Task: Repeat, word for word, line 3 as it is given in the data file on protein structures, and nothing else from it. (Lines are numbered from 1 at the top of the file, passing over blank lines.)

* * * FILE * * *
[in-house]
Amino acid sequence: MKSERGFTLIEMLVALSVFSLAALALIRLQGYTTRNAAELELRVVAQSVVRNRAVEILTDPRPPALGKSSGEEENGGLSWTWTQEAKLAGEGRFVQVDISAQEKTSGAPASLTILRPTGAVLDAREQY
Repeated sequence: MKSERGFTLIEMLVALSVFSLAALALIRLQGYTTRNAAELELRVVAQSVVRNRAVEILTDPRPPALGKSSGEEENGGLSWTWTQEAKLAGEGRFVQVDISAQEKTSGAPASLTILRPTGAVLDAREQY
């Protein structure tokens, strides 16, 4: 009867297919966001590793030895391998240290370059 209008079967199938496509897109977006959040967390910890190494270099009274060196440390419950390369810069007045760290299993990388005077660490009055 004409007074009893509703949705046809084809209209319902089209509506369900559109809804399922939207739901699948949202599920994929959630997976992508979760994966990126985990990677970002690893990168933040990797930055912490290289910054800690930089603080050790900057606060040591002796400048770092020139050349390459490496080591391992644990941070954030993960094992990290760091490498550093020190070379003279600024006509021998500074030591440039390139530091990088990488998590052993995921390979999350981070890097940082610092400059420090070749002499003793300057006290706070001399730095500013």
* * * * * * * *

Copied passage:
Repeated sequence: MKSERGFTLIEMLVALSVFSLAALALIRLQGYTTRNAAELELRVVAQSVVRNRAVEILTDPRPPALGKSSGEEENGGLSWTWTQEAKLAGEGRFVQVDISAQEKTSGAPASLTILRPTGAVLDAREQY